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Live your Dreams Now before it's Too Late

dreams family goals habits happiness old patterns relationships simplicity true to yourself
Live your dreams now!

I’d like to tell you a story about a palliative care nurse and author called Bonnie Ware. Bonnie would take care of patients in the last three to twelve weeks of their lives. She found that people grew a lot when they are faced with their own mortality. She asked them if they had any regrets about their life they did. There were 5 main regrets, I have paraphrased and added to Bonnie's words: 

1. I wish I’d had the courage to live a life true to myself, not the life others expected of me. 

Now that is a profound thought to meditate on. I wonder how many of us have lived a life true to ourselves?

This was the most common regret of all. Most people had not honored even half of their dreams.

To live your life true to yourself takes courage, some may not always agree with our choices but then we are the ones who have to live with our choices especially on our deathbed. It is in our deepest desires of our hearts that we are connected to our life purpose.

When you are doing what you love and what brings you joy, you are on the right path of living your dreams. Your joy, your purpose and your dreams are intrinsically connected.

Bonnie said, “From the moment that you lose your health, it’s too late. Health brings a freedom very few realize, until they no longer have it.”

2. I wish I didn’t work so hard.

Now working hard is not a bad thing in and of itself. We all want and need someone to do their job well,  but if work takes the place of spending time with those who need you to be fully present in heart and mind with them, then it is not good.

Many people use work as an excuse to not deal with their problems.

Having fun is an important part of life and work, it is not a luxury, it is a necessity and laughter is the best medicine.

The editor of the Saturday Review, Norman Cousins, was diagnosed with an incurable disease. The doctors tried everything and one day against the advice of his doctors he left the hospital and for one month did what he enjoyed most, reading humorous stories and jokes, watching comedy movies and reading his favorite comic books. He did nothing but laugh and laugh each day for one whole month. He also wrote original jokes he would read to himself and laugh like crazy. He noticed every time he laughed his pain eased. At the end of the month he returned to the hospital for a check up, they found no trace of the dreaded disease, he was completely cured.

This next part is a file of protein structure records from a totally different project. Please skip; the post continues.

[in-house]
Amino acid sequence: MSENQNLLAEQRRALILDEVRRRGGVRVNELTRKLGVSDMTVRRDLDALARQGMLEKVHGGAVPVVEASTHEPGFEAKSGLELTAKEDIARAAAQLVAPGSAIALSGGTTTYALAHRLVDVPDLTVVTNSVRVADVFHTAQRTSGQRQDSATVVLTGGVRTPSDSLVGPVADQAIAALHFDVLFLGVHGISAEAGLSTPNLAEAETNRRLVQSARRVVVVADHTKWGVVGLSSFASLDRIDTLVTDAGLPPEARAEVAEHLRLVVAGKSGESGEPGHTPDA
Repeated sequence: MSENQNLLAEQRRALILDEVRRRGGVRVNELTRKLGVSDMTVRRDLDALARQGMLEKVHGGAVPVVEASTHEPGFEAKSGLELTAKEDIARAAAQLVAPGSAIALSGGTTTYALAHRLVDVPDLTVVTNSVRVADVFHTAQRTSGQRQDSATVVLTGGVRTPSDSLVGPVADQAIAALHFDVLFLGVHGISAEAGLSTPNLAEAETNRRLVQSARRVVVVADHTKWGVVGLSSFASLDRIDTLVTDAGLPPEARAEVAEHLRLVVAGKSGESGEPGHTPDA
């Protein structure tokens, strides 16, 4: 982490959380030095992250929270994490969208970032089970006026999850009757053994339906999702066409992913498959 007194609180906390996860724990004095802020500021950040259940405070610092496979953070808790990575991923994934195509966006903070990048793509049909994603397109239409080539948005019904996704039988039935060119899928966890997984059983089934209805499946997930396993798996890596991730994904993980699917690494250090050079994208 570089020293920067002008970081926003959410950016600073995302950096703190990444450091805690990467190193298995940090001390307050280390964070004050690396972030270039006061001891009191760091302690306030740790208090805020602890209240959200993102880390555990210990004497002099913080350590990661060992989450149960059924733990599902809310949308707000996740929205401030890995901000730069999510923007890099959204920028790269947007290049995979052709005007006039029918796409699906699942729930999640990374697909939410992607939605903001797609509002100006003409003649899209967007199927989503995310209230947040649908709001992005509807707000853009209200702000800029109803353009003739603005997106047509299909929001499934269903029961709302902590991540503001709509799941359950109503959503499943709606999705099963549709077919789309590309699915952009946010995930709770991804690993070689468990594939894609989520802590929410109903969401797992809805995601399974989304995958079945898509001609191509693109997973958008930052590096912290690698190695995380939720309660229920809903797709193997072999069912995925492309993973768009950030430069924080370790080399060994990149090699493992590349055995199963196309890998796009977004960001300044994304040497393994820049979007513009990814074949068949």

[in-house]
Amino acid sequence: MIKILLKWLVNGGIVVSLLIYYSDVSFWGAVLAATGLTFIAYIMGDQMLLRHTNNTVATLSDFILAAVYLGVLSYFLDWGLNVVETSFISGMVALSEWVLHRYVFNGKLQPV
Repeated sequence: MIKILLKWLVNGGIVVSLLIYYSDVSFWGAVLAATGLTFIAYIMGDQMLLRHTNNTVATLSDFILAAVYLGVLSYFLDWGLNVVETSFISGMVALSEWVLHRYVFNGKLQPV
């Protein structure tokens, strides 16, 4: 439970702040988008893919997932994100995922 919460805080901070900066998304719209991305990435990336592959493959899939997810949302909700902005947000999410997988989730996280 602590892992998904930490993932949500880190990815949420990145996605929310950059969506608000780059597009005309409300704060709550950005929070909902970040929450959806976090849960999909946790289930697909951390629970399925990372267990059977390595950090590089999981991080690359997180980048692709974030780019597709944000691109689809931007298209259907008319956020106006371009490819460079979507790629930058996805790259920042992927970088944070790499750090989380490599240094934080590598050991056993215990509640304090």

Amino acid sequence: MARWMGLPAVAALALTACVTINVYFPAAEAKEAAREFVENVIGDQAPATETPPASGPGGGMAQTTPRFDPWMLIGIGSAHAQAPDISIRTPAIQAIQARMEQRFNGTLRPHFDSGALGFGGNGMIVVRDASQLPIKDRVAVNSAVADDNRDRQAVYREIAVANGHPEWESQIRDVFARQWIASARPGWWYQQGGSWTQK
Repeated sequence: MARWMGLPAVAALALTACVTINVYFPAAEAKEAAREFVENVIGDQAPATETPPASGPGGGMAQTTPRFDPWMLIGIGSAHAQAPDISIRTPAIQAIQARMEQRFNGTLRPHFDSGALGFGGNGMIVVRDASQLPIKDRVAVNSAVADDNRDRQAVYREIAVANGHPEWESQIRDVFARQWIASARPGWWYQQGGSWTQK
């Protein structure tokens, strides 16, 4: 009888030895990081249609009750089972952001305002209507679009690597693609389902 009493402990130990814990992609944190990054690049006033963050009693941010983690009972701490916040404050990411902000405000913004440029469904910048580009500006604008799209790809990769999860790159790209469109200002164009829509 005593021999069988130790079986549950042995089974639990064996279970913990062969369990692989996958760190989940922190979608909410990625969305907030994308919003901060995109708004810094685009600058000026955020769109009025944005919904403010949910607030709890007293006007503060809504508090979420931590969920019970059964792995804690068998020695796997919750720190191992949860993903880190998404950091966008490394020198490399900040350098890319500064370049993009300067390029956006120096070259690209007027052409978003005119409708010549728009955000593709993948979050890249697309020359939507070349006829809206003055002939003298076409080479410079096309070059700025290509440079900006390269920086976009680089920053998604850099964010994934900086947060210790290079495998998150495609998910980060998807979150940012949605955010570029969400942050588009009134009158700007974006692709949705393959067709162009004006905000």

3. I wish I’d had the courage to express my feelings. 

Many of the patients had repressed their feelings and as a result, they settled for a mediocre existence and never became who they were truly capable of becoming.

They also developed illnesses relating to the bitterness and resentment they carried. 

  • Make sure you tell your loved ones that you love them and that they are important to you. We think that they know that but many times people don’t know you care that deeply for them or that they have made a difference in your life. 
  • If someone is making your life miserable, tell them to stop, and change the situation. You have the power and permission to create your life the way you want it to be. Try to forgive others and move on and if you can’t forgive, get help so you can let go of the anger and resentment. Holding onto these emotions only holds you back from having the life of your dreams. It keeps you stuck in a pattern of negativity that affects your ability to move forward in a positive way. 
  • Get out of any toxic relationships. Life is too short. 

 4. I wish I had stayed in touch with friends.

Don’t let golden friendships slip by. At the end of our lives, It is not money or status that holds true importance for us. Everyone misses their friends at the end. It all comes down to love and relationships in the end. Clear up any guilt you have and make amends.

5. I wish I had let myself be happier

Many did not realize that happiness is a choice. They stayed stuck in old patterns and habits.  The so-called ‘comfort’ of familiarity overflowed into their emotions as well as their physical lives. Fear of change had them pretending to others and to themselves that they were content, when deep within, they longed to be free, to laugh properly, and have silliness in their life again. When you are on your deathbed, what others think of you is a long way from your mind. How wonderful it would be to let go, to be more childlike, to smile often, to enjoy the miracles all around us in the magnificent world…….long before you are dying.

Sometimes when I struggle with my fears I imagine how will I feel when I am on my deathbed when I did or didn’t follow my dreams.

Begin to live your dreams now.

Don’t let any precious moment go by with regret.

Don’t sell yourselves short.

We each have our own unique wonderful, magical, adventurous journey to experience and share in this life. Your dreams don't have to be monumental, it doesn't matter what they are but that they are meaningful to you.

If you aren’t sure what that is, keep searching until you do and you will.

Start living your dreams, follow your joy, and do what you love.

In so doing you will make the world a better place not only for you but for everyone around you!

Here's a link to Bonnie's 5 Regrets of the Dying:

Love always,


Gail Mae

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